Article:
“That’s something we really needed for this project, when you have so many video and audio signals coming in,” says Halevi. “With a press of a couple of buttons, you can convert the entire production from hockey to football. We invested in this router, and it has been amazing. It’s so easy to use and is very budget-friendly.”

Naturally, staying under budget was key, and Halevi did just that, building out the entire transmission and fiber infrastructure for just around $30,000.

“We tried to use off-the-shelf equipment and tried to be creative in the way that we sent information back and forth [between the venues],” says Halevi. “That’s something that I think a lot of people are trying to do.”

In addition to the video, audio, and communications transmissions — which ended up taking a total of two multimode strands — Halevi also needed to transmit scoreboard data from Harvard Stadium to the control room. He wanted to avoid needing a camera to shoot the clock. To transmit all the scoreboard data, he worked with videoboard partner Daktronics, which offered data converters to send scoreboard data from Harvard’s All-Sport 5000 through one strand of multimode fiber to the control room. Only two converters were needed — one on each end.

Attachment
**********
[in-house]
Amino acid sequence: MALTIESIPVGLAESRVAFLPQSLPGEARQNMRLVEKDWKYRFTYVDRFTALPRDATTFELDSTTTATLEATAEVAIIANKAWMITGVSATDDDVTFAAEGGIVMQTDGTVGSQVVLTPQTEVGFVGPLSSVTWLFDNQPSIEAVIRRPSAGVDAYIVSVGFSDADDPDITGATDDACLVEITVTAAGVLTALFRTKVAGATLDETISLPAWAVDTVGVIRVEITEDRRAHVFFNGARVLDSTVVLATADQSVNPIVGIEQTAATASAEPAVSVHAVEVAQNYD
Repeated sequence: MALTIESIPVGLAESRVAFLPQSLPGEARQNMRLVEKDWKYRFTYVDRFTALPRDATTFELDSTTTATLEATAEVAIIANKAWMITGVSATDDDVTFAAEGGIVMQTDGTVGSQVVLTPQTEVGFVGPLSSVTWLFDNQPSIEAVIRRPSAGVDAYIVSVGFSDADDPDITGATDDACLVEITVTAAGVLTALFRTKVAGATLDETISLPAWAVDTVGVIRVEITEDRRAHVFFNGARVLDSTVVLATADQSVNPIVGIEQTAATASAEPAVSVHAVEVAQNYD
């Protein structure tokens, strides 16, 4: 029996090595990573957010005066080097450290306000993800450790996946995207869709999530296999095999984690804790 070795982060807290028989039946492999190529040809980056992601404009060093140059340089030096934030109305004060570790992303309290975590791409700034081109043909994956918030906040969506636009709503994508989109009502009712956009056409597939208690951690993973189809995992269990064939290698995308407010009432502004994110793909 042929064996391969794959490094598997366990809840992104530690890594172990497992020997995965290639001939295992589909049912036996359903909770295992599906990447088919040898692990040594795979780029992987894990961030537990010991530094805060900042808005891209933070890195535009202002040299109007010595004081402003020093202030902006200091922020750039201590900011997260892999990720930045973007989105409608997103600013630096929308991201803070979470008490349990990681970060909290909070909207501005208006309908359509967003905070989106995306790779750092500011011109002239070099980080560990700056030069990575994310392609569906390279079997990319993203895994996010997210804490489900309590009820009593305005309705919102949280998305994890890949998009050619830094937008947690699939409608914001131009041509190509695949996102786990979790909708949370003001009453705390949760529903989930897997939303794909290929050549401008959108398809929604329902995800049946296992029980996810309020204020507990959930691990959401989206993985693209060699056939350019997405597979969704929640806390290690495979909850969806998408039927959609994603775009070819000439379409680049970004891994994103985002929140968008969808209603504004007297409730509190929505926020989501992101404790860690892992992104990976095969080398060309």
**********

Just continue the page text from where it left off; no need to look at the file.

A Harvard live video production is typically a three-camera show.

A Harvard live video production is typically a three-camera show.

Game-Day Gear
With the control room in place at Bright-Landry Hockey Center, Harvard’s video-production team was able to produce live streams and in-venue videoboard shows for five home football games. All the production personnel was back in the control room, with only the camera operators, on-air commentators, and an audio tech at Harvard Stadium.